The Christmas carol, “The Twelve Days of Christmas,” may have a significant meaning for Catholics than what the song actually reveals. The twelve days of Christmas ends with the Epiphany of the Lord when the three wise men visit the baby Jesus, however the song itself may have actually been created as a tool to teach young Catholic children the faith centuries ago. Or was it?
Advent prepares Catholics for the birth of Jesus on December 25, but many are not aware that the Christmas Season of the Liturgical or Catholic calendar year lasts until February 2. Most Catholics do not continue the Christmas celebration until then, but rather culminate the merriment with the Epiphany of the Lord.
The Epiphany of the Lord, or the revelation of Jesus Christ to mankind with the visitation of the three kings, is generally referred to as Little Christmas, the day most Catholics take down the holiday’s decorations.
“The Twelve Days of Christmas” is the time between Christmas and the Epiphany, made famous by the Christmas carol. However, an interesting bit of information, be it myth or fact is the reason the song was created.
In 1995, Father Hal Stockert, a Byzantine Catholic priest from Granville, New York made some interesting claims regarding the “Twelve Days of Christmas” carol. Although, the priest noted that the facts were unavailable to validate his theory, because at the time the song was written, anything laying claim to the Catholic faith led to imprisonment or death, the history he unveiled is quite interesting.
According to Father Stockert, during the years 1558 to 1829, Catholicism was outlawed in England and the “The Twelve Days of Christmas” was written as a catechism song to teach young Catholics the doctrines of the faith. The gifts given out within the Christmas carol had specific meanings within the Catholic religion.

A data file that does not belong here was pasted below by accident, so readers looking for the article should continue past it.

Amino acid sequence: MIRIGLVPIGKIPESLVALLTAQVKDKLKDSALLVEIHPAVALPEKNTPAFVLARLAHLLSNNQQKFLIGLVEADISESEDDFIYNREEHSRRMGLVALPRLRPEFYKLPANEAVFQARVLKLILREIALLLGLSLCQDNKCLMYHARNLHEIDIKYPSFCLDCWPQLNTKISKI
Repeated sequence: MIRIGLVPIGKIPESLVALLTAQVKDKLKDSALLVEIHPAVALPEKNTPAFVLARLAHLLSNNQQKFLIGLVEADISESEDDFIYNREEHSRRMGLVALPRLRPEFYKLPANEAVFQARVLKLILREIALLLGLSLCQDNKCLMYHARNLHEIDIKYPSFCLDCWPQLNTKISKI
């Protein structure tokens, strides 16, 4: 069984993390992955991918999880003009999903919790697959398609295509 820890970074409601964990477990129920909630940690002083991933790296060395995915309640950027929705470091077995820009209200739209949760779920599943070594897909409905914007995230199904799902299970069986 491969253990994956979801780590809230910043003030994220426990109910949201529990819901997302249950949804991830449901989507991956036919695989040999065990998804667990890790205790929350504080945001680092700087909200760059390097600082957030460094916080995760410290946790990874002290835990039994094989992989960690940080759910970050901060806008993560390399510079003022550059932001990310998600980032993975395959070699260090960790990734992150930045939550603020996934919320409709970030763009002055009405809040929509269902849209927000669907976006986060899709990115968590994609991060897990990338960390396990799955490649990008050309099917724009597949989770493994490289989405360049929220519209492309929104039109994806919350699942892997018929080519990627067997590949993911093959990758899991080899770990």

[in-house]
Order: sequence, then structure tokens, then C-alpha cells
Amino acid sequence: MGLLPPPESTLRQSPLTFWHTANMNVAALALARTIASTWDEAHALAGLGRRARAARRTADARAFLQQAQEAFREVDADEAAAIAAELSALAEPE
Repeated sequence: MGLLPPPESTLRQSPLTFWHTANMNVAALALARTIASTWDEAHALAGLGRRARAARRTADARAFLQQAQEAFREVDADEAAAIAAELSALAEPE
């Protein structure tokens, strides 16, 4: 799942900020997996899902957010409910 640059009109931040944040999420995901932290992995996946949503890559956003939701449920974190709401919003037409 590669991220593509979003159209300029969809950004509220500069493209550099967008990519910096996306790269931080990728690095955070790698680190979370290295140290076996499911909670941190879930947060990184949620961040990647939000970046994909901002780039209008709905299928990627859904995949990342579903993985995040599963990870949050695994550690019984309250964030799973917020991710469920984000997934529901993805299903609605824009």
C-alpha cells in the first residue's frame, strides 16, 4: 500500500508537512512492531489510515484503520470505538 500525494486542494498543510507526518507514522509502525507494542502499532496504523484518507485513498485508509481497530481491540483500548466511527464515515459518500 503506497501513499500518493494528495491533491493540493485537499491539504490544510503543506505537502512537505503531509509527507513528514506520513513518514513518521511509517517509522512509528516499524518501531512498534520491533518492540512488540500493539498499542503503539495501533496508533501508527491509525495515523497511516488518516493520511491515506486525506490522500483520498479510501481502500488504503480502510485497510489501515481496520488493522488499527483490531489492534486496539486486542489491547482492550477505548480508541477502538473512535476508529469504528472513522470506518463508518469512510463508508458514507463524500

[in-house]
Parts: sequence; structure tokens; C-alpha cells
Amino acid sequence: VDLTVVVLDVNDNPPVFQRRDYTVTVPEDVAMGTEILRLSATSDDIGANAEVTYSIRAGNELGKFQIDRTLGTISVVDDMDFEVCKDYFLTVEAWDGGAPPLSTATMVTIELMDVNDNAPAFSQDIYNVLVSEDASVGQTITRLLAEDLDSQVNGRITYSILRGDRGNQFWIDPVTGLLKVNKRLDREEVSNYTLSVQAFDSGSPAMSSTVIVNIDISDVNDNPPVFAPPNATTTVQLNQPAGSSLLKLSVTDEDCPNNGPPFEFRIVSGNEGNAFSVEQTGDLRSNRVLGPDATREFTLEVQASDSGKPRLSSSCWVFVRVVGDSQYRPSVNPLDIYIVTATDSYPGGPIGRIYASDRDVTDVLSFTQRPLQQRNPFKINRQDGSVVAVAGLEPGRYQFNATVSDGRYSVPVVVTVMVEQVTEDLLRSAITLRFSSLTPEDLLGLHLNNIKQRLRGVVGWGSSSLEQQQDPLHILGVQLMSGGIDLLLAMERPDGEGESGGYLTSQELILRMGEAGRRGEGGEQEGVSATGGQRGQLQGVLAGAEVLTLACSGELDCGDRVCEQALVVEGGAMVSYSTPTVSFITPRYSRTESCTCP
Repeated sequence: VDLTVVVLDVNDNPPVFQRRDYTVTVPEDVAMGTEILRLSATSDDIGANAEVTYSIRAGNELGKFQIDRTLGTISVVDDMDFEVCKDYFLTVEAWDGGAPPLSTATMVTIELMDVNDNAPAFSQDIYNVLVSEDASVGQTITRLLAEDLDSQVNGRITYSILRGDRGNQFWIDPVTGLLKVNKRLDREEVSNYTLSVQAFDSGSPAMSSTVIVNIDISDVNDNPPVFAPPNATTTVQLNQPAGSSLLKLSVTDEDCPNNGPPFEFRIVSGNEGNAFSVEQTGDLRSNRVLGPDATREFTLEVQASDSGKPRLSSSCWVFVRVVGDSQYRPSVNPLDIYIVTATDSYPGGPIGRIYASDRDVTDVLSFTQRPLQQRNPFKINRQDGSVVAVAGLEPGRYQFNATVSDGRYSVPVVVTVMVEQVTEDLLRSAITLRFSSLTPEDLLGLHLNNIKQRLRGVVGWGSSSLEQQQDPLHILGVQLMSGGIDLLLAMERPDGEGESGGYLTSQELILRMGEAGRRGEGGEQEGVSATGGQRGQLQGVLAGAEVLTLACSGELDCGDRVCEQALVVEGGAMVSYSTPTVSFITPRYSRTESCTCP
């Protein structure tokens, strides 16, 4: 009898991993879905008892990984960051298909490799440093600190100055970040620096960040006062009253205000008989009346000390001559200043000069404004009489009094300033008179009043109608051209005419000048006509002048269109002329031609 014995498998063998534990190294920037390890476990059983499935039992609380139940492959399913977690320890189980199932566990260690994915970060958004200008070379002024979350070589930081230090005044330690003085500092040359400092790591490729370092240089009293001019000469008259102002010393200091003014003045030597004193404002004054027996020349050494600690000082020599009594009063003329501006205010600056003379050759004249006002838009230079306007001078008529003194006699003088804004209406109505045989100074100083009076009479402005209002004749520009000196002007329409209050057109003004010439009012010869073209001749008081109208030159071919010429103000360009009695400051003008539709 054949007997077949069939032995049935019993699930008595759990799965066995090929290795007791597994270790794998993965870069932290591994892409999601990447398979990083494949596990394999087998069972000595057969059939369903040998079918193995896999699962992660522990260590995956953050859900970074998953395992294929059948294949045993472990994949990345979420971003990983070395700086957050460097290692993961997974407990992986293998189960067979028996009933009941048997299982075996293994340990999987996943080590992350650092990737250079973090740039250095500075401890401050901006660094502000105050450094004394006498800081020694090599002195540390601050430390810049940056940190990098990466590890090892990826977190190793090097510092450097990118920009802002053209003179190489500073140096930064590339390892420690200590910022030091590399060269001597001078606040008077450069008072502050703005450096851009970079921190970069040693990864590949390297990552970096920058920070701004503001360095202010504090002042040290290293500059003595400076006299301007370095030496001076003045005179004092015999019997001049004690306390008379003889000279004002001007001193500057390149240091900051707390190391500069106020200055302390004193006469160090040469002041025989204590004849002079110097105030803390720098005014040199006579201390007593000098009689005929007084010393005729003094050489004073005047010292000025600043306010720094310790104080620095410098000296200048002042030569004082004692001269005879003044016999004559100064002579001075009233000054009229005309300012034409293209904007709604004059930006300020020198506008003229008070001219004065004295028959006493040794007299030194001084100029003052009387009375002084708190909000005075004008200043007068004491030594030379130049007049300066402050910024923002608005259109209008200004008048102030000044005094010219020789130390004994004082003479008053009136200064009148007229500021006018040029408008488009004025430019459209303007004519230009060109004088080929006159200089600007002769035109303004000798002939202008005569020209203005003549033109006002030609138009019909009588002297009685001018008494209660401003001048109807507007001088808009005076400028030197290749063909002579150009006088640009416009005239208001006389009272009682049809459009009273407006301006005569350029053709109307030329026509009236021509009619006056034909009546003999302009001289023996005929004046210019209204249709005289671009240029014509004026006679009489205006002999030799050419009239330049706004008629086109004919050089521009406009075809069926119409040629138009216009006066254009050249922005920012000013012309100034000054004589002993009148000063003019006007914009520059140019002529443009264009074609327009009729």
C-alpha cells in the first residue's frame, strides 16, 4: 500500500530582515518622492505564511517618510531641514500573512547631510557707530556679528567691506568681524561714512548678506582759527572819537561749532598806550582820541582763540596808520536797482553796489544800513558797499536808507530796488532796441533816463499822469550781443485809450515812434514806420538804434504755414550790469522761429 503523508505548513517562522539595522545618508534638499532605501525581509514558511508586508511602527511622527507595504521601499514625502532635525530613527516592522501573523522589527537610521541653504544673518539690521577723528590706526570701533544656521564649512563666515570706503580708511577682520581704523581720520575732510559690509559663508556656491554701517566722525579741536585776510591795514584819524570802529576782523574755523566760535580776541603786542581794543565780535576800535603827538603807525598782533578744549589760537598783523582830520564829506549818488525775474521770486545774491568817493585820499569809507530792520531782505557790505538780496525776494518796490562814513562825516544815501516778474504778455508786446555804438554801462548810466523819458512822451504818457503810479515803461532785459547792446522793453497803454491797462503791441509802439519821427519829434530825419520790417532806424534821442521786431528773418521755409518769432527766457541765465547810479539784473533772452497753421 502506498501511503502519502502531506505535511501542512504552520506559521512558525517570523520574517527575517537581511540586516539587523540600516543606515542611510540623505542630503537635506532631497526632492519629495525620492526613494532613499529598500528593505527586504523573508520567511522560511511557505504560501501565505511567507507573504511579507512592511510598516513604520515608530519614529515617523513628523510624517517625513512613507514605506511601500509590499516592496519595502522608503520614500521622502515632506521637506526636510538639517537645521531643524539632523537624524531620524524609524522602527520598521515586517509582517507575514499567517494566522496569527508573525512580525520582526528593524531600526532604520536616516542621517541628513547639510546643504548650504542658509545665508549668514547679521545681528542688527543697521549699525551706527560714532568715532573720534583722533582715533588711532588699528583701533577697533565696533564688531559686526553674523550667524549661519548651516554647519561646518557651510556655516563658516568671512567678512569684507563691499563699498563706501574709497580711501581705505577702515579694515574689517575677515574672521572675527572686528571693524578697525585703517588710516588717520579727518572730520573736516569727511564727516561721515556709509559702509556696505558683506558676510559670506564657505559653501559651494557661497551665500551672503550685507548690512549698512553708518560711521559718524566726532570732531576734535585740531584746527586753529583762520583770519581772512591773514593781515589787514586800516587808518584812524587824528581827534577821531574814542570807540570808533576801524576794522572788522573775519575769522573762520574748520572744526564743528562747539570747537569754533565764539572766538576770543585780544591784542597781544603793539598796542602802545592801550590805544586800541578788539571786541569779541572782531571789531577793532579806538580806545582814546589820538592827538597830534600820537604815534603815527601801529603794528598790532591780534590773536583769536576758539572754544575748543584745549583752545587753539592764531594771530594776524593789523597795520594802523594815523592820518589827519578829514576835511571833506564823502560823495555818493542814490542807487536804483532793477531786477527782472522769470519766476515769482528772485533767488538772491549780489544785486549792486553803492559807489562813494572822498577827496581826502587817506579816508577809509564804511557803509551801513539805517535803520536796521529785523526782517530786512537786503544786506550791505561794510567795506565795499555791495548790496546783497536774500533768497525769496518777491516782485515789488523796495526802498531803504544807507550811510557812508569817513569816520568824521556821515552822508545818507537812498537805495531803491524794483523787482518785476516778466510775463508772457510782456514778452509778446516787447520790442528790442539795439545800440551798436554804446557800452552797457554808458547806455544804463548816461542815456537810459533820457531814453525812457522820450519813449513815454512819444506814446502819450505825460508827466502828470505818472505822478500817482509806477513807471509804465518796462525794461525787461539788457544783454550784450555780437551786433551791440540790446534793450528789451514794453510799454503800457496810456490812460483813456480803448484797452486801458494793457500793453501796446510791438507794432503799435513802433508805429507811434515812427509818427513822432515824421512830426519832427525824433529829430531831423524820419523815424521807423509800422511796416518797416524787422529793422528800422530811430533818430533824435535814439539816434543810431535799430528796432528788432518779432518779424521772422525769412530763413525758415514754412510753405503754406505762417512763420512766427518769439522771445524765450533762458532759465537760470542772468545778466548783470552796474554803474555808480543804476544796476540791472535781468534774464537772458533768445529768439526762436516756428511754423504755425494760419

- A Partridge in a Pear Tree is Jesus Christ, the Son of God
- Two turtledoves are the Old and New Testament.
- Three French hens are Faith, Hope and Charity (three theological virtues).
- Four collie birds (blackbirds; often mispronounced as “calling birds”) are the four Gospels of Matthew, Luke, Mark and John.
- Five golden rings represent the first five books of the Old Testament.
- Six geese a-laying are the six days of creation.
- Seven swans a-swimming signify the seven sacraments of Catholicism.
- Eight maids a-milking are the eight Beatitudes.
- Nine ladies dancing represent the fruits of the Holy Spirit.
- Ten lords a-leaping are the Ten Commandments.
- Eleven pipers piping are the 11 faithful disciples, minus Judas.
- Twelve drummers drumming signify the 12 points of doctrine within the Apostle’s Creed.
David Emery admonished Father Stockert’s proposal in Snopes.com finding no evidence to back up the priest’s theory stating that “The Twelve Days of Christmas” was probably more of “modern day speculation than historical fact.” Father Stockert eventually added a P.S to his article encouraging Catholics to keep their faith alive.
Regardless of what facts or myths are behind Father Stockert’s “Twelve Days of Christmas” theory, the story is still quite fascinating and with so many forgetting the importance of keeping Christ in Christmas, the carol itself can still be used as a teaching tool for Catholic children in understanding the twelve days of Christmas, the time between the Nativity and the Epiphany of the Lord.
Sources: Catholicism/About.com, Catholicism/About.com, Catholic Information Network, Snopes.com and Wikipedia.
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